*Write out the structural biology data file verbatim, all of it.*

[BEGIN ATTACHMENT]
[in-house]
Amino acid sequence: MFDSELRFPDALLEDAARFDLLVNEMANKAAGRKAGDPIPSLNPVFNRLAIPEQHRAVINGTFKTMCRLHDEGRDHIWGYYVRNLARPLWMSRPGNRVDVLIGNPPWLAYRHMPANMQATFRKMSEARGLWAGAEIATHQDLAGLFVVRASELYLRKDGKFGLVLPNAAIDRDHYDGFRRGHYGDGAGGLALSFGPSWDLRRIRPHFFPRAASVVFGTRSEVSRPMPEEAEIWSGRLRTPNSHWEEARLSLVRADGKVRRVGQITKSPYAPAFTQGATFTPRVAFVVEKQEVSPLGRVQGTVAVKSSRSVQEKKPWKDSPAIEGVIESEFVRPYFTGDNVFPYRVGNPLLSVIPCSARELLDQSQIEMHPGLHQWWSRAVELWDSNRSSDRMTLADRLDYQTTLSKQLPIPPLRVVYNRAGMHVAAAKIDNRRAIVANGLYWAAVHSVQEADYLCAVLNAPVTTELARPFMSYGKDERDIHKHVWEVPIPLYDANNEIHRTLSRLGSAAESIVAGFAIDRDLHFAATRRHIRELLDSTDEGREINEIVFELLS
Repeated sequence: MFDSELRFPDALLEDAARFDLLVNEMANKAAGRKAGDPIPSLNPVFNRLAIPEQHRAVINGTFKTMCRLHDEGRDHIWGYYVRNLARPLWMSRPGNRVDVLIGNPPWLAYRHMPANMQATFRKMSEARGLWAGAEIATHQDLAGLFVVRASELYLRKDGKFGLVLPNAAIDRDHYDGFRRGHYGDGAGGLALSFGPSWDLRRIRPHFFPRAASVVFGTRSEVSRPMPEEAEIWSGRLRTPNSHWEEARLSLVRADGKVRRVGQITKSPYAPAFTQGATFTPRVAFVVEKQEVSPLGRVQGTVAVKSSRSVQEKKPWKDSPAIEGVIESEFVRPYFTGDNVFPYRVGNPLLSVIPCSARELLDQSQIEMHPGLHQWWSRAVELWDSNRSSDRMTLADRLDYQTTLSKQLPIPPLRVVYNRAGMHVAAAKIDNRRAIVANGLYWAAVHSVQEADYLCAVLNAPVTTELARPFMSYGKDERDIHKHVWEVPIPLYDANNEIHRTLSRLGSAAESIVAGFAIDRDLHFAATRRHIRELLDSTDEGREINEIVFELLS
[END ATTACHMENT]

[in-house]
Amino acid sequence: MFDSELRFPDALLEDAARFDLLVNEMANKAAGRKAGDPIPSLNPVFNRLAIPEQHRAVINGTFKTMCRLHDEGRDHIWGYYVRNLARPLWMSRPGNRVDVLIGNPPWLAYRHMPANMQATFRKMSEARGLWAGAEIATHQDLAGLFVVRASELYLRKDGKFGLVLPNAAIDRDHYDGFRRGHYGDGAGGLALSFGPSWDLRRIRPHFFPRAASVVFGTRSEVSRPMPEEAEIWSGRLRTPNSHWEEARLSLVRADGKVRRVGQITKSPYAPAFTQGATFTPRVAFVVEKQEVSPLGRVQGTVAVKSSRSVQEKKPWKDSPAIEGVIESEFVRPYFTGDNVFPYRVGNPLLSVIPCSARELLDQSQIEMHPGLHQWWSRAVELWDSNRSSDRMTLADRLDYQTTLSKQLPIPPLRVVYNRAGMHVAAAKIDNRRAIVANGLYWAAVHSVQEADYLCAVLNAPVTTELARPFMSYGKDERDIHKHVWEVPIPLYDANNEIHRTLSRLGSAAESIVAGFAIDRDLHFAATRRHIRELLDSTDEGREINEIVFELLS
Repeated sequence: MFDSELRFPDALLEDAARFDLLVNEMANKAAGRKAGDPIPSLNPVFNRLAIPEQHRAVINGTFKTMCRLHDEGRDHIWGYYVRNLARPLWMSRPGNRVDVLIGNPPWLAYRHMPANMQATFRKMSEARGLWAGAEIATHQDLAGLFVVRASELYLRKDGKFGLVLPNAAIDRDHYDGFRRGHYGDGAGGLALSFGPSWDLRRIRPHFFPRAASVVFGTRSEVSRPMPEEAEIWSGRLRTPNSHWEEARLSLVRADGKVRRVGQITKSPYAPAFTQGATFTPRVAFVVEKQEVSPLGRVQGTVAVKSSRSVQEKKPWKDSPAIEGVIESEFVRPYFTGDNVFPYRVGNPLLSVIPCSARELLDQSQIEMHPGLHQWWSRAVELWDSNRSSDRMTLADRLDYQTTLSKQLPIPPLRVVYNRAGMHVAAAKIDNRRAIVANGLYWAAVHSVQEADYLCAVLNAPVTTELARPFMSYGKDERDIHKHVWEVPIPLYDANNEIHRTLSRLGSAAESIVAGFAIDRDLHFAATRRHIRELLDSTDEGREINEIVFELLS